I lifted this from a WeWork, the $50 billion coworking fraud.
I love that it's pretending to be a full-size mug when it's actually tiny. Like WeWork.
stop telling me I'm doing what I love
It happened again.
I’ve been told this many, many times, usually when someone wants to underpay me.
But you’re doing what you love. I thought money wasn't your priority.
It became a joke in my dance company. Loading out a show in the rain at 1:00 am: "Doing what welove, y'all!”
Making art isn't a damn hobby, k? Doing what I love means watching the Women's World Cup or going out to dinner or swimming in the ocean. Obviously. Also napping. And, oddly, splitting wood.
As an artist, I am doing what I am called to do.
I do not follow my bliss into the dance studio or writing studio. I follow my curiosity, my restlessness, my deep frustrations, and my deep commitments to those around me. It is, for me, calling and compulsion, part ritual and part community organizing.
If that is love, it is the layered, majestic, sometimes gutting love of a family member: lifelong, deep in my bones, and full of uncomfortable truths.
Yes, making art can be profoundly nourishing. But it ain't always fun. Every artist I know describes the process as (sometimes) a struggle; I don’t know any who begin their process with: Where is my bliss?
Rather, I see artists launched by questions like: What is needed? What is missing? What is invisible and essential? What is unsaid?What is next?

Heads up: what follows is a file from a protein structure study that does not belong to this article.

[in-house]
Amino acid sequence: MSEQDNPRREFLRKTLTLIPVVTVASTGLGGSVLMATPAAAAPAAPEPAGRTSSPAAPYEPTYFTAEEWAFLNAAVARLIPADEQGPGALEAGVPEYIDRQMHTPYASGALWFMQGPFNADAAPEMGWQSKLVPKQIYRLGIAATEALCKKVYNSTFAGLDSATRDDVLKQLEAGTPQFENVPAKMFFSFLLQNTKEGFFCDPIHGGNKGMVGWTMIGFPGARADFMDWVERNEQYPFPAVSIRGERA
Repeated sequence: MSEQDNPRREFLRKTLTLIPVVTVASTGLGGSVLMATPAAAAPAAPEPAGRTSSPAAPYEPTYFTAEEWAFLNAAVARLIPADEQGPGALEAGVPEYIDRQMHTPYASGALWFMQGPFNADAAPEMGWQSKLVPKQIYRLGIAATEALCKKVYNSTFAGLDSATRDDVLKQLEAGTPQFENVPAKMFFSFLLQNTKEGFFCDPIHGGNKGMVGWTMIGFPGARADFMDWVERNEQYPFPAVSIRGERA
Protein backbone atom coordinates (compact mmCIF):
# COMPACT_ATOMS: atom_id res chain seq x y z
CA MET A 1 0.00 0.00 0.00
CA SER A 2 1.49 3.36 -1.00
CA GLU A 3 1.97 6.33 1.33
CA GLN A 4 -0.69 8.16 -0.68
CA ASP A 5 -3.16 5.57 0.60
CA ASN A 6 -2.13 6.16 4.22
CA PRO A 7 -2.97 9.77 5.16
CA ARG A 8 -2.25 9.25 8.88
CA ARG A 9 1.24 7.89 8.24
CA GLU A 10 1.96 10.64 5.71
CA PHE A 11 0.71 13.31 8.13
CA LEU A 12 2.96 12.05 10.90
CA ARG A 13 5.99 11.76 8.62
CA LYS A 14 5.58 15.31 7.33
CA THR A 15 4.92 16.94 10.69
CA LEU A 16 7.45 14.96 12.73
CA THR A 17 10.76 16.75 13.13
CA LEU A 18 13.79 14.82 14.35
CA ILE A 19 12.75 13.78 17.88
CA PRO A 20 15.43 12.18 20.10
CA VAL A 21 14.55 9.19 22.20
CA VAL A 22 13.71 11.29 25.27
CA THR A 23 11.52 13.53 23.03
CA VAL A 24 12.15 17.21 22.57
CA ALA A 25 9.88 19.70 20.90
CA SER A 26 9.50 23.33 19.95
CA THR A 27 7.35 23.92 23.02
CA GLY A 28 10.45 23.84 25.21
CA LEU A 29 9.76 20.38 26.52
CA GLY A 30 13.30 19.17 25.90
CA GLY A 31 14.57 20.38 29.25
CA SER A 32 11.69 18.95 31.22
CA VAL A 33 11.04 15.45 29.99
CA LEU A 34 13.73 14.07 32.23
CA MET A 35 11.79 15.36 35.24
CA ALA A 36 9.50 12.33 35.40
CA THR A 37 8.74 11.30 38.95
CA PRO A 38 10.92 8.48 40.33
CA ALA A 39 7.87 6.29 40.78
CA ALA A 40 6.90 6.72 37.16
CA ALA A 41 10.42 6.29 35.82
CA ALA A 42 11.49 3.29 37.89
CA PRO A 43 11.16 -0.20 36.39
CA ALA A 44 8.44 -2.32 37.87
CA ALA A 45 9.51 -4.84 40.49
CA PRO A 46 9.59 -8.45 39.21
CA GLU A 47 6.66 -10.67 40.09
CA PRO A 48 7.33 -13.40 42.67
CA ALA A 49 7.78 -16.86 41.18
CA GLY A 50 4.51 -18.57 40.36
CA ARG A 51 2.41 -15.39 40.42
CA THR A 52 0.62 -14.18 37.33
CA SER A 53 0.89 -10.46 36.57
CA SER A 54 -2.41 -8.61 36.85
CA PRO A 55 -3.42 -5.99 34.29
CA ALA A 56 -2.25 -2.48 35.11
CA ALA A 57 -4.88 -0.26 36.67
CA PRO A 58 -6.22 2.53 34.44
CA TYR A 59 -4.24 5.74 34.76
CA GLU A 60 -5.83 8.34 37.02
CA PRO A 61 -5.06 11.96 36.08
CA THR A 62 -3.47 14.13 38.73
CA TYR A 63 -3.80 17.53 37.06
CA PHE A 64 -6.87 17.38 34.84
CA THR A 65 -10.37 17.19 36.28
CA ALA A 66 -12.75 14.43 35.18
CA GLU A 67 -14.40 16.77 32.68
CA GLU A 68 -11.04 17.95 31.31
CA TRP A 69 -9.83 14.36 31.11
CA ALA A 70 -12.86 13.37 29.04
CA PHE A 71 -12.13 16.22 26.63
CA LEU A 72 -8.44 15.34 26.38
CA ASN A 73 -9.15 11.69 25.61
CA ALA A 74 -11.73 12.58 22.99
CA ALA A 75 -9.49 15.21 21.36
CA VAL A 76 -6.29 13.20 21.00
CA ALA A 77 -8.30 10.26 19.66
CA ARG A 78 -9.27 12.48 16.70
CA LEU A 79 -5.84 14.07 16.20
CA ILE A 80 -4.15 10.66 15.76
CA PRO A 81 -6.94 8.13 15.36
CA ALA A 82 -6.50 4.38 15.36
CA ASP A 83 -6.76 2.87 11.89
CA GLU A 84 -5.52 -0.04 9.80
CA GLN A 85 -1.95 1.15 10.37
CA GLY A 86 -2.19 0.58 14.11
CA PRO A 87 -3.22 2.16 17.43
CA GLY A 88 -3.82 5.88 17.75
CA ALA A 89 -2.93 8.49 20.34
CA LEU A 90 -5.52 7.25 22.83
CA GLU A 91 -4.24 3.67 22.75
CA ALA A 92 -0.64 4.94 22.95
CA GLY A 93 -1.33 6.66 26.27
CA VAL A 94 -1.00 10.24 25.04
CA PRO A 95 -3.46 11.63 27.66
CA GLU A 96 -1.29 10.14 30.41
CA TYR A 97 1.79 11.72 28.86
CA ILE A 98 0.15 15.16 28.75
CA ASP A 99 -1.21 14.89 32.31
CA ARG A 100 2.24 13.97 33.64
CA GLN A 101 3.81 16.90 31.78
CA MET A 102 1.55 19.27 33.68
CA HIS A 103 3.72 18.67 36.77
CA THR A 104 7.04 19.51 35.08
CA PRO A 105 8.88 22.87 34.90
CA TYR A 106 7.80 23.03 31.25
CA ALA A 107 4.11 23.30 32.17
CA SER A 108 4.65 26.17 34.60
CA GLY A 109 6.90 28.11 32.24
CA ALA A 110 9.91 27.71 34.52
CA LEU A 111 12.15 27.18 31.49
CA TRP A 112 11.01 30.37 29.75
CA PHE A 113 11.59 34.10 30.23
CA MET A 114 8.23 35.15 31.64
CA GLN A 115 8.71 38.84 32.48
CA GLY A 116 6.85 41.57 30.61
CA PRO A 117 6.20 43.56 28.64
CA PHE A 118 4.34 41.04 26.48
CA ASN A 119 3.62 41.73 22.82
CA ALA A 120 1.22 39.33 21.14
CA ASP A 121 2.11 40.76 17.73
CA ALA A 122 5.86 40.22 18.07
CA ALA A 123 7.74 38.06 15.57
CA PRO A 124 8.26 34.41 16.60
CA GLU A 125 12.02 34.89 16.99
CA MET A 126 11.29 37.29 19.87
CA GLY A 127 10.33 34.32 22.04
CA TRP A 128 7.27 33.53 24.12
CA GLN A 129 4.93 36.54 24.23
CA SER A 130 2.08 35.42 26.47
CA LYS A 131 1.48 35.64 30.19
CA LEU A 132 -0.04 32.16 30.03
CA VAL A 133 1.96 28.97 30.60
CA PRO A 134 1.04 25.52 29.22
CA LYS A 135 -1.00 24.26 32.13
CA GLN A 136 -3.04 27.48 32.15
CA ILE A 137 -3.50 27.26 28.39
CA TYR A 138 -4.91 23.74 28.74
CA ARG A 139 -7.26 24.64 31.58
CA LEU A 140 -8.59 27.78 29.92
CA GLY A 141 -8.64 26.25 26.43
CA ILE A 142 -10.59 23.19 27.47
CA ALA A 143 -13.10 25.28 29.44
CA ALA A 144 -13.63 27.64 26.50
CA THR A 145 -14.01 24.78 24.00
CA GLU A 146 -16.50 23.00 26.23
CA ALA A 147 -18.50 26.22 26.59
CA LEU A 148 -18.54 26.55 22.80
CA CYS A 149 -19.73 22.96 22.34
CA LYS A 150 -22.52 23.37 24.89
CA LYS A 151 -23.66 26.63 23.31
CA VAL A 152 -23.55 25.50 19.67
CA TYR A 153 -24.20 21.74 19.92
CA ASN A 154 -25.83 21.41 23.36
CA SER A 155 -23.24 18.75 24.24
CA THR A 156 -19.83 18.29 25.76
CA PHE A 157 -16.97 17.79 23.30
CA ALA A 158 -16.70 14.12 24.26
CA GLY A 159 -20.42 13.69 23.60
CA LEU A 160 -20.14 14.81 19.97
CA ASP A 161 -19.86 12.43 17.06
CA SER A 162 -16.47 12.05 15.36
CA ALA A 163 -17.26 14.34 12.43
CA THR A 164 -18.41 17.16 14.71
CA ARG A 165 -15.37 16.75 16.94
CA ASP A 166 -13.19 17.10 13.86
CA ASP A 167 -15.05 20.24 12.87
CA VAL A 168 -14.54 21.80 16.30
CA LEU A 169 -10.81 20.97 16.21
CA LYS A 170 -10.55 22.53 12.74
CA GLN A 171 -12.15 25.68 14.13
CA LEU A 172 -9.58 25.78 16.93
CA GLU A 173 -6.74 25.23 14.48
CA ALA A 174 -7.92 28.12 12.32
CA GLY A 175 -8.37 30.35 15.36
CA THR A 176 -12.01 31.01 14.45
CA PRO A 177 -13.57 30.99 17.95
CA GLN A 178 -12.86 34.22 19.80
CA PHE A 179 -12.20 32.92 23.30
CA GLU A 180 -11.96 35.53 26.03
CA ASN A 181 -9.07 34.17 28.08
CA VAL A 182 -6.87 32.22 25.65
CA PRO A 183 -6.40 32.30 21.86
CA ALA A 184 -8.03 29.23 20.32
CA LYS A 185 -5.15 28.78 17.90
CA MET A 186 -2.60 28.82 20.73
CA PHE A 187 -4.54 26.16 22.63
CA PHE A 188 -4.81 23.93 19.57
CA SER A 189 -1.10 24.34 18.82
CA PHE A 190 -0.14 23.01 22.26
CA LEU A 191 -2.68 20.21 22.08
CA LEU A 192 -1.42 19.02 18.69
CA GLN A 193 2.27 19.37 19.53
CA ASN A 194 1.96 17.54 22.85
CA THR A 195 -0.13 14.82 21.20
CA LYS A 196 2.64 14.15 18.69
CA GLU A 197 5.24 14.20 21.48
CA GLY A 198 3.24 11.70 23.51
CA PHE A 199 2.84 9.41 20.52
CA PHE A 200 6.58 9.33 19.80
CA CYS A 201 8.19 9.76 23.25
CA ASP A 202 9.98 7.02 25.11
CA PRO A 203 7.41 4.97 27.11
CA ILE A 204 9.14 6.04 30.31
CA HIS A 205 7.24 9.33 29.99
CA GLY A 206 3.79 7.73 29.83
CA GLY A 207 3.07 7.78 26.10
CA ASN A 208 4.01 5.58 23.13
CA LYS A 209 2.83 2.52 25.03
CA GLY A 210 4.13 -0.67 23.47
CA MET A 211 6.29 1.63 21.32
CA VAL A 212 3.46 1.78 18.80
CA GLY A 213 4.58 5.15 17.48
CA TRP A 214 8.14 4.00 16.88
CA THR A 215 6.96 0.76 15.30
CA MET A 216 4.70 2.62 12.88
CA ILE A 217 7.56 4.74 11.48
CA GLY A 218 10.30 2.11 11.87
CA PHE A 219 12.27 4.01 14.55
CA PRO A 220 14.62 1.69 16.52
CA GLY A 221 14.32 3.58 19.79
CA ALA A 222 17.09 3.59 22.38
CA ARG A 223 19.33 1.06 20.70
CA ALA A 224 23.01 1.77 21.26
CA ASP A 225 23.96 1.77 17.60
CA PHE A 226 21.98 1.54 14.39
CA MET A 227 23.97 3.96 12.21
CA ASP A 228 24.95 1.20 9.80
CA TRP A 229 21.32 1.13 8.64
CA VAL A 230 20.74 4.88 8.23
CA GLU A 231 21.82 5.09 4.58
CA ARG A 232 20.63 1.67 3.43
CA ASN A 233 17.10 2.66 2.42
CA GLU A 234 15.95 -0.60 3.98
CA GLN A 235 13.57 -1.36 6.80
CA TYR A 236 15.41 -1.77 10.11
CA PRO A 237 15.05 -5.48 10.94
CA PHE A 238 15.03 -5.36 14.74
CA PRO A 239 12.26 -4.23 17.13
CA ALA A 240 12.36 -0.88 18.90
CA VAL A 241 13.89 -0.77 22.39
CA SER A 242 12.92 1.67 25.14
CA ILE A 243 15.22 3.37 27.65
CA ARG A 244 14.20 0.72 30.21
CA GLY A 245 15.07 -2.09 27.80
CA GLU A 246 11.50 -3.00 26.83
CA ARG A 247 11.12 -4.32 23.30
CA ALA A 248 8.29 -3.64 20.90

We follow itches, ancestors, obsessions, and vital, hard-to-verbalize impulses, not bliss.
So when you tell me I'm doing what I love while asking me to work for free, I will—after whispering Piss off in my head—say:
Yes, I am doing work I care deeply about.
Work that is also colossally difficult.
And like any venture, for it to be possible, the finances have to work.
If for some reason, you want to hear more from me, I've been on some podcasts (Owltailis a nice tool for looking up podcasts you or anyone else appeared on.)
Listening back to some of them, I'm struck that much of the conversation is us attempting to build language and frameworks to have the discussions we want to have, trying to establish terms for dialogue that honor the vast range of artists’ capabilities and practices. It's a challenge, maybe the challenge.
It's hard to make a life as an artist, and near impossible to do it alone.
For over fifteen years, I've been meeting with artists one-on-one: planning sessions focused on building clarity and momentum. You decide the topic, I ask questions. Together, we turn challenges and intentions into to-do lists.
I am writing to you because you took an Artists Uworkshop or downloaded Making Your Life as an Artist. Focus and attention are essential to artists so if these emails take up your time without giving you something in return, please do hit the unsubscribe button and go make art.